In the wake of the many breaches facing companies across the country, many states are beginning to pass legislation to curtail criminal activity and add additional procedures for companies to protect data.
The most visible piece of legislation to come about in their fight against cyber breaches is the California Consumer Privacy Act (CCPA) or the California General Data Protection Regulation (GDPR). Based on EU model, when it goes into effect in 2020, Californians have the right to demand that tech companies not use their data and even opt out of them. As most US tech companies like YouTube and Facebook are based in California, many of them are currently fighting to make sure they are minimally impacted.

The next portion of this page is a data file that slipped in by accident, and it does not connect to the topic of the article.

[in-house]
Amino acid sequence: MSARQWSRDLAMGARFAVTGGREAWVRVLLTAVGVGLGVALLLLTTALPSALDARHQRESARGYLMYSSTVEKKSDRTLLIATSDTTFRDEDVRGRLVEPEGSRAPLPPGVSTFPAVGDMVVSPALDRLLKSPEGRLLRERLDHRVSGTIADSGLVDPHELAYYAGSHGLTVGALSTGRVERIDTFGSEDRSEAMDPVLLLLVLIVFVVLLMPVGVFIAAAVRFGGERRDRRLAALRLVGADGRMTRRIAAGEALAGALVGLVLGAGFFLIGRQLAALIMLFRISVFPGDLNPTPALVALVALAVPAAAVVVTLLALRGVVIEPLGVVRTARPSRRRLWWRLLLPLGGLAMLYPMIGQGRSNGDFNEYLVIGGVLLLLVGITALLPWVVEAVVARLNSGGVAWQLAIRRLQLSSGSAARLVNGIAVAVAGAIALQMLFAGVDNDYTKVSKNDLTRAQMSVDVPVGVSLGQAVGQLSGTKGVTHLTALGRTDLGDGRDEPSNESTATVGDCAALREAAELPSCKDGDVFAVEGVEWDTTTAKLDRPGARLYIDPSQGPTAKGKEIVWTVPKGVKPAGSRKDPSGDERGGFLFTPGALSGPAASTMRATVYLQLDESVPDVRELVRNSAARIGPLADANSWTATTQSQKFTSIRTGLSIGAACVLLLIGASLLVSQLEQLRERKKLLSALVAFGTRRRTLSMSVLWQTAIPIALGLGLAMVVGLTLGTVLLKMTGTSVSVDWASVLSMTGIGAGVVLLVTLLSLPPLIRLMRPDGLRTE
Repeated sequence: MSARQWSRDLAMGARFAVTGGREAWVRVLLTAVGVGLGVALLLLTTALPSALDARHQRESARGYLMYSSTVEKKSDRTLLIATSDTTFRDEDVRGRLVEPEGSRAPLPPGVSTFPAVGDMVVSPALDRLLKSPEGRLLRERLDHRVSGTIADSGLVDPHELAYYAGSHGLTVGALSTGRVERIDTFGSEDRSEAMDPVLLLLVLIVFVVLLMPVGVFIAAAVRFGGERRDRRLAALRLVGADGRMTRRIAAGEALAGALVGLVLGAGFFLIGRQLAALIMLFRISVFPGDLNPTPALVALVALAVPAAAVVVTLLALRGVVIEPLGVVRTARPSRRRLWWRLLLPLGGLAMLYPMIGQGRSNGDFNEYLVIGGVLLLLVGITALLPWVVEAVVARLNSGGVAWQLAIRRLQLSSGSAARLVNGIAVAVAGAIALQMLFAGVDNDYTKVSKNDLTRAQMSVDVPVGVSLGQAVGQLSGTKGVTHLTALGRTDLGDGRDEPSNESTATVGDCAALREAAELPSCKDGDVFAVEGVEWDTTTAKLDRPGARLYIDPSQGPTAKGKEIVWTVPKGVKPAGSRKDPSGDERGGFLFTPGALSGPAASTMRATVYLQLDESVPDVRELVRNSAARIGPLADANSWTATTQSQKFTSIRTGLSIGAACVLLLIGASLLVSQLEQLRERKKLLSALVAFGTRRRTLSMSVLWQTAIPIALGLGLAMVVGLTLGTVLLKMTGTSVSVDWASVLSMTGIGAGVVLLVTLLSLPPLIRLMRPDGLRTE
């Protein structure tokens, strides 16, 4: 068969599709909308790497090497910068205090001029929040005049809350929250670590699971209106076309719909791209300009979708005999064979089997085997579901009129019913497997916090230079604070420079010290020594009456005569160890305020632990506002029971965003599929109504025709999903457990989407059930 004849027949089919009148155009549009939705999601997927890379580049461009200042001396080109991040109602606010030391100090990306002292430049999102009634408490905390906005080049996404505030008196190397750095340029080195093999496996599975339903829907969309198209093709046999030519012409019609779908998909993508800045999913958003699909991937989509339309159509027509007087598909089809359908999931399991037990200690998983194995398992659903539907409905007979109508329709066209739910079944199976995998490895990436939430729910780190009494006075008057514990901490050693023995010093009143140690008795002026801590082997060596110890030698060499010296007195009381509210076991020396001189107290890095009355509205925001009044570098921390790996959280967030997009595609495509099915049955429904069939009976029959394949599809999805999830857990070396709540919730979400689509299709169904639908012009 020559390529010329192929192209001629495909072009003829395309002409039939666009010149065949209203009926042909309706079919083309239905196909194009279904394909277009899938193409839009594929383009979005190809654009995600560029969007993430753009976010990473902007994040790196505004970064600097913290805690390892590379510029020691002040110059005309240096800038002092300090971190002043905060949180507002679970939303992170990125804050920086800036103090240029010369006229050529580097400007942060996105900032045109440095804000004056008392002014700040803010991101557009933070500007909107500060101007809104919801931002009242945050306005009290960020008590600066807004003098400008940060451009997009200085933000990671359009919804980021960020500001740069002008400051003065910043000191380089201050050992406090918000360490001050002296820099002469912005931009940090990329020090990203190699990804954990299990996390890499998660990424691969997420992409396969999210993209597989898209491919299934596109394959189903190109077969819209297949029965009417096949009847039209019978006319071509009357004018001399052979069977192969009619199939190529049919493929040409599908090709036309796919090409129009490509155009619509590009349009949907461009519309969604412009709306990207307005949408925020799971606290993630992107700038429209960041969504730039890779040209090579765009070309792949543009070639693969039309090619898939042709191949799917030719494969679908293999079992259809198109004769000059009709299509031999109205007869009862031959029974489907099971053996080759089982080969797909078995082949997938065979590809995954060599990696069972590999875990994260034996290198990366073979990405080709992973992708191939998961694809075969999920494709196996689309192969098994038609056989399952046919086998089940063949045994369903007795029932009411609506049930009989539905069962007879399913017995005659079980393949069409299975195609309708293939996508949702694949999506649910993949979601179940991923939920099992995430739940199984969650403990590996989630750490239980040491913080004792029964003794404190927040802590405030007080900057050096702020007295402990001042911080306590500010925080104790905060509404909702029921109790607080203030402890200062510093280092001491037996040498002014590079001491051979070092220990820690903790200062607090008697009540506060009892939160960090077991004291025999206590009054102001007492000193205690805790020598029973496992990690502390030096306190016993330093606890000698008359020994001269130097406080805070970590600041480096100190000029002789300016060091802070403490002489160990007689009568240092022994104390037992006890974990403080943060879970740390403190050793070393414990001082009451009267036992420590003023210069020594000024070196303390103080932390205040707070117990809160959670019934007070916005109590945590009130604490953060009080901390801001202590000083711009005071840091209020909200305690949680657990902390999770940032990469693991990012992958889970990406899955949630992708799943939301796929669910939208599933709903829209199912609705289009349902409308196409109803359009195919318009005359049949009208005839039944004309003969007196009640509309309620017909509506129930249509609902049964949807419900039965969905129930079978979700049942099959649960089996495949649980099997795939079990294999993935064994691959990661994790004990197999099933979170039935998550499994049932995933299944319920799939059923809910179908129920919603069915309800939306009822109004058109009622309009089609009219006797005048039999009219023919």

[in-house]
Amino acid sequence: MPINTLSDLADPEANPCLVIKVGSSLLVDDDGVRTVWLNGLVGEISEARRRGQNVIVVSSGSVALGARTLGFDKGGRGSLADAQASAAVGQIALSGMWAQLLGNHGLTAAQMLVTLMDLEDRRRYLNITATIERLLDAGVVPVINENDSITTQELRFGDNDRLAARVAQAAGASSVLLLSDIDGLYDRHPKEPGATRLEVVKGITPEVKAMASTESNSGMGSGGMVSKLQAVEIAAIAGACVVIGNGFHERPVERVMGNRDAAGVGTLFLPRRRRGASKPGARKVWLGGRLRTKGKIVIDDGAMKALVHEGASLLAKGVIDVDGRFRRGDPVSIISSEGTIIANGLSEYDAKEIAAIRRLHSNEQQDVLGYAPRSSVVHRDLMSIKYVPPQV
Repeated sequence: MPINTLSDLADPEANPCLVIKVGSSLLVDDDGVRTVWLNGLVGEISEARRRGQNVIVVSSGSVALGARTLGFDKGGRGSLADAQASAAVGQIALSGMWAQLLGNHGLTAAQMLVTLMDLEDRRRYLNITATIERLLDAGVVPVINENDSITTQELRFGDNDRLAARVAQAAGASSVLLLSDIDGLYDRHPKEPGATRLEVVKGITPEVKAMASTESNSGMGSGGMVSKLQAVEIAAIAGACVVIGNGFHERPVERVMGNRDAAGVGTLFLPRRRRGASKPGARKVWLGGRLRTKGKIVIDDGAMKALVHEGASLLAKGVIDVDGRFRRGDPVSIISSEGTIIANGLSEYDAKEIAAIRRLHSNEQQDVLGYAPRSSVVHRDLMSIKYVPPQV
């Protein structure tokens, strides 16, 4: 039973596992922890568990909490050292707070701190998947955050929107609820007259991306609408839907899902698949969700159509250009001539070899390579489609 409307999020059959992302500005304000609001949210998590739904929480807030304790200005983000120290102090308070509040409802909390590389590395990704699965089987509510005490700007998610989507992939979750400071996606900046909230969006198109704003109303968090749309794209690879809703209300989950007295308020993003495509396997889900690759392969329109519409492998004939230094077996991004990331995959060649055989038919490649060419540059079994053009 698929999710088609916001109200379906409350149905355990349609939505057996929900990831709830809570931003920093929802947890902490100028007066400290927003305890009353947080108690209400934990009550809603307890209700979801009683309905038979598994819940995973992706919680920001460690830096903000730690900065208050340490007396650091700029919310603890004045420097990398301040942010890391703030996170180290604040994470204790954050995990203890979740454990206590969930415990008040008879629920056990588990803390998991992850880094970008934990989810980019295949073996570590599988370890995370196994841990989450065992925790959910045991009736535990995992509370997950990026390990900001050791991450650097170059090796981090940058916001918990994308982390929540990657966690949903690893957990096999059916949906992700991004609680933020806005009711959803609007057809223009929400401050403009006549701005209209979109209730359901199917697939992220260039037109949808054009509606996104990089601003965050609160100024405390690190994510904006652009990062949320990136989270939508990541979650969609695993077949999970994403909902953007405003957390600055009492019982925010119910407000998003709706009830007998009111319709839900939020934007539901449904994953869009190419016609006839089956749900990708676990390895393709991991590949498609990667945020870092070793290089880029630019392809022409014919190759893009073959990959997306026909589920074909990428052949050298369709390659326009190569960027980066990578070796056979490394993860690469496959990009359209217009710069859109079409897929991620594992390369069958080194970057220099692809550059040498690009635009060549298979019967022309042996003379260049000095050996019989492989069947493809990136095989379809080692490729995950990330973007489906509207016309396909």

Many states are not going to that extreme to protect customer’s data. For many insurance companies, states are willing to follow a much simpler model. Developed from New York’s Department of Financial Services and modified by the National Association Insurance Commission (NAIC) the law calls for written security procedures from insurance companies if they want to operate in that state, among them when to report set breach to the relevant insurance departments. For example, South Carolina expects a 72-hour notice when a breach is detected, while Michigan is more lenient at 10 days. In addition, there will exceptions and guidelines based on the size of the company working in state. According to Alan Brener, former assistant director and current counsel to Ohio’s Department of Insurance. “States will look at this as a pro-consumer protection.”
As states pass their legislation, insurance companies should learn to keep up with the various laws. During this review, they should also review their security procedures as many states are now requiring that before working in the state.